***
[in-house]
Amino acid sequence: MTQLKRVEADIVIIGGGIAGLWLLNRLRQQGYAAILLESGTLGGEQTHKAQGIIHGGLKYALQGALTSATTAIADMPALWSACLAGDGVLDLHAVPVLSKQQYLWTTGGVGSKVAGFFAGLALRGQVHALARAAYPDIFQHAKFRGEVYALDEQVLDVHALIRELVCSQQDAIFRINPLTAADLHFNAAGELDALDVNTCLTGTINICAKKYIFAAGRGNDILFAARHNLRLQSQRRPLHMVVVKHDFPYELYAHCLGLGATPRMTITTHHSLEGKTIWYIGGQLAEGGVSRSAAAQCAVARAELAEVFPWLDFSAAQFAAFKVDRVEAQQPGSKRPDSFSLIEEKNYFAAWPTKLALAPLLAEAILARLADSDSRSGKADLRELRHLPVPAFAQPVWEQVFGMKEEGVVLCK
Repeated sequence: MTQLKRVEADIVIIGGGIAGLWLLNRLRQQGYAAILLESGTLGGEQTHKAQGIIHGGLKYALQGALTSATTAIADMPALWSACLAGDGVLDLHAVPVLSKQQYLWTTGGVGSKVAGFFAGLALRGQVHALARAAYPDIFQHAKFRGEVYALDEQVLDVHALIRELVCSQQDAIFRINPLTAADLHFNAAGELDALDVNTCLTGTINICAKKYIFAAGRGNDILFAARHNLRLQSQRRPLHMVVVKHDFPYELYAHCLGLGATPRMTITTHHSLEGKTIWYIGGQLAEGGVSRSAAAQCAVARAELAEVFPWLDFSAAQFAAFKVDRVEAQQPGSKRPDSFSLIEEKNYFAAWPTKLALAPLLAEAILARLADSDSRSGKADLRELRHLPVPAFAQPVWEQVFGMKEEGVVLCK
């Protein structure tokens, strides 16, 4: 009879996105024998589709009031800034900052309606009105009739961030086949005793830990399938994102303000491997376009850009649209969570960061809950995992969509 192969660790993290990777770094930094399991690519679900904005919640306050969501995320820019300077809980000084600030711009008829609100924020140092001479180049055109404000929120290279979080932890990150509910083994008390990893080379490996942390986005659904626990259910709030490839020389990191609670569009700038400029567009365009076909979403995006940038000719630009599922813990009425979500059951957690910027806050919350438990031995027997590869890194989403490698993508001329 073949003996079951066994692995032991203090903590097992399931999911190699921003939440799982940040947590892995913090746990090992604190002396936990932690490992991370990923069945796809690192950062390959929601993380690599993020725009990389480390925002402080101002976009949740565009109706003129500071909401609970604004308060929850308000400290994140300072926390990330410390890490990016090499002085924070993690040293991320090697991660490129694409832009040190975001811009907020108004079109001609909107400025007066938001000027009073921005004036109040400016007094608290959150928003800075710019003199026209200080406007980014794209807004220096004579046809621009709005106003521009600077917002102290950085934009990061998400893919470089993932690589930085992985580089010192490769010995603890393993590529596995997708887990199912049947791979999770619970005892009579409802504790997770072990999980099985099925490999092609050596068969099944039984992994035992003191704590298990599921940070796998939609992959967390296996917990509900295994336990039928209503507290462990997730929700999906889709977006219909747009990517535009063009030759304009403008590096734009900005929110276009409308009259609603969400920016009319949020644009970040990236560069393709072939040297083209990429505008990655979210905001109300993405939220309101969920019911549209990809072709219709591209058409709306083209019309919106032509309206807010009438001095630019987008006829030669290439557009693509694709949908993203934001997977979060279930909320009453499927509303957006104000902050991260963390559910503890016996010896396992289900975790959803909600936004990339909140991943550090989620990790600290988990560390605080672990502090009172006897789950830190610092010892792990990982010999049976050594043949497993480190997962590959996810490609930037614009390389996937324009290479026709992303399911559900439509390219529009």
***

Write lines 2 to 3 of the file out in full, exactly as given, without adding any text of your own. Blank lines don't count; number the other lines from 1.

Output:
Amino acid sequence: MTQLKRVEADIVIIGGGIAGLWLLNRLRQQGYAAILLESGTLGGEQTHKAQGIIHGGLKYALQGALTSATTAIADMPALWSACLAGDGVLDLHAVPVLSKQQYLWTTGGVGSKVAGFFAGLALRGQVHALARAAYPDIFQHAKFRGEVYALDEQVLDVHALIRELVCSQQDAIFRINPLTAADLHFNAAGELDALDVNTCLTGTINICAKKYIFAAGRGNDILFAARHNLRLQSQRRPLHMVVVKHDFPYELYAHCLGLGATPRMTITTHHSLEGKTIWYIGGQLAEGGVSRSAAAQCAVARAELAEVFPWLDFSAAQFAAFKVDRVEAQQPGSKRPDSFSLIEEKNYFAAWPTKLALAPLLAEAILARLADSDSRSGKADLRELRHLPVPAFAQPVWEQVFGMKEEGVVLCK
Repeated sequence: MTQLKRVEADIVIIGGGIAGLWLLNRLRQQGYAAILLESGTLGGEQTHKAQGIIHGGLKYALQGALTSATTAIADMPALWSACLAGDGVLDLHAVPVLSKQQYLWTTGGVGSKVAGFFAGLALRGQVHALARAAYPDIFQHAKFRGEVYALDEQVLDVHALIRELVCSQQDAIFRINPLTAADLHFNAAGELDALDVNTCLTGTINICAKKYIFAAGRGNDILFAARHNLRLQSQRRPLHMVVVKHDFPYELYAHCLGLGATPRMTITTHHSLEGKTIWYIGGQLAEGGVSRSAAAQCAVARAELAEVFPWLDFSAAQFAAFKVDRVEAQQPGSKRPDSFSLIEEKNYFAAWPTKLALAPLLAEAILARLADSDSRSGKADLRELRHLPVPAFAQPVWEQVFGMKEEGVVLCK